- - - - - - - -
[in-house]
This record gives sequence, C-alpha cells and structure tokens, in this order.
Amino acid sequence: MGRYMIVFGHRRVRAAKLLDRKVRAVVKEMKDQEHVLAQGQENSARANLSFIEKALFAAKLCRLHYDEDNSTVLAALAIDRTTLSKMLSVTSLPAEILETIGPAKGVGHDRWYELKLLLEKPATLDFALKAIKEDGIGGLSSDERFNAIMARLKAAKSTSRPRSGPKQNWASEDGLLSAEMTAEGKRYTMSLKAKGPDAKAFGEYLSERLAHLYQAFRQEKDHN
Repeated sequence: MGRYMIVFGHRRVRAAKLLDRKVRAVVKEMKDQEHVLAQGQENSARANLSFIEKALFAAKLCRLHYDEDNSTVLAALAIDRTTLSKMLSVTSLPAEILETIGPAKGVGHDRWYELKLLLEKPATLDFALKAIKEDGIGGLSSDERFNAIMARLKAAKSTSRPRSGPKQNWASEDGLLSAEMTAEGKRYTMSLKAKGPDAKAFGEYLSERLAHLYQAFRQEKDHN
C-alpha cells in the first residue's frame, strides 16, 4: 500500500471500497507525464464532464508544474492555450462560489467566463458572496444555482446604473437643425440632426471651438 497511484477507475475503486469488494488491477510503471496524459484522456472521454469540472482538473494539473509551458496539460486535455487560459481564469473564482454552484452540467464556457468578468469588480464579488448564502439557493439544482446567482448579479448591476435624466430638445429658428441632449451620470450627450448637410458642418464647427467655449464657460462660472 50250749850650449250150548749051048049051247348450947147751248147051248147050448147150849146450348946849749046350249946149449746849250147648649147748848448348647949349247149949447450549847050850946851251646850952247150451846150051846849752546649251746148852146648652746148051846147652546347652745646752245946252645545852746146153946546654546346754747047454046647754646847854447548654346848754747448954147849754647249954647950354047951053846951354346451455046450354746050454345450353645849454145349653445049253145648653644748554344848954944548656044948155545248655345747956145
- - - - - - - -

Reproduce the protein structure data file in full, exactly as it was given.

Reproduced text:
[in-house]
This record gives sequence, C-alpha cells and structure tokens, in this order.
Amino acid sequence: MGRYMIVFGHRRVRAAKLLDRKVRAVVKEMKDQEHVLAQGQENSARANLSFIEKALFAAKLCRLHYDEDNSTVLAALAIDRTTLSKMLSVTSLPAEILETIGPAKGVGHDRWYELKLLLEKPATLDFALKAIKEDGIGGLSSDERFNAIMARLKAAKSTSRPRSGPKQNWASEDGLLSAEMTAEGKRYTMSLKAKGPDAKAFGEYLSERLAHLYQAFRQEKDHN
Repeated sequence: MGRYMIVFGHRRVRAAKLLDRKVRAVVKEMKDQEHVLAQGQENSARANLSFIEKALFAAKLCRLHYDEDNSTVLAALAIDRTTLSKMLSVTSLPAEILETIGPAKGVGHDRWYELKLLLEKPATLDFALKAIKEDGIGGLSSDERFNAIMARLKAAKSTSRPRSGPKQNWASEDGLLSAEMTAEGKRYTMSLKAKGPDAKAFGEYLSERLAHLYQAFRQEKDHN
C-alpha cells in the first residue's frame, strides 16, 4: 500500500471500497507525464464532464508544474492555450462560489467566463458572496444555482446604473437643425440632426471651438 497511484477507475475503486469488494488491477510503471496524459484522456472521454469540472482538473494539473509551458496539460486535455487560459481564469473564482454552484452540467464556457468578468469588480464579488448564502439557493439544482446567482448579479448591476435624466430638445429658428441632449451620470450627450448637410458642418464647427467655449464657460462660472 50250749850650449250150548749051048049051247348450947147751248147051248147050448147150849146450348946849749046350249946149449746849250147648649147748848448348647949349247149949447450549847050850946851251646850952247150451846150051846849752546649251746148852146648652746148051846147652546347652745646752245946252645545852746146153946546654546346754747047454046647754646847854447548654346848754747448954147849754647249954647950354047951053846951354346451455046450354746050454345450353645849454145349653445049253145648653644748554344848954944548656044948155545248655345747956145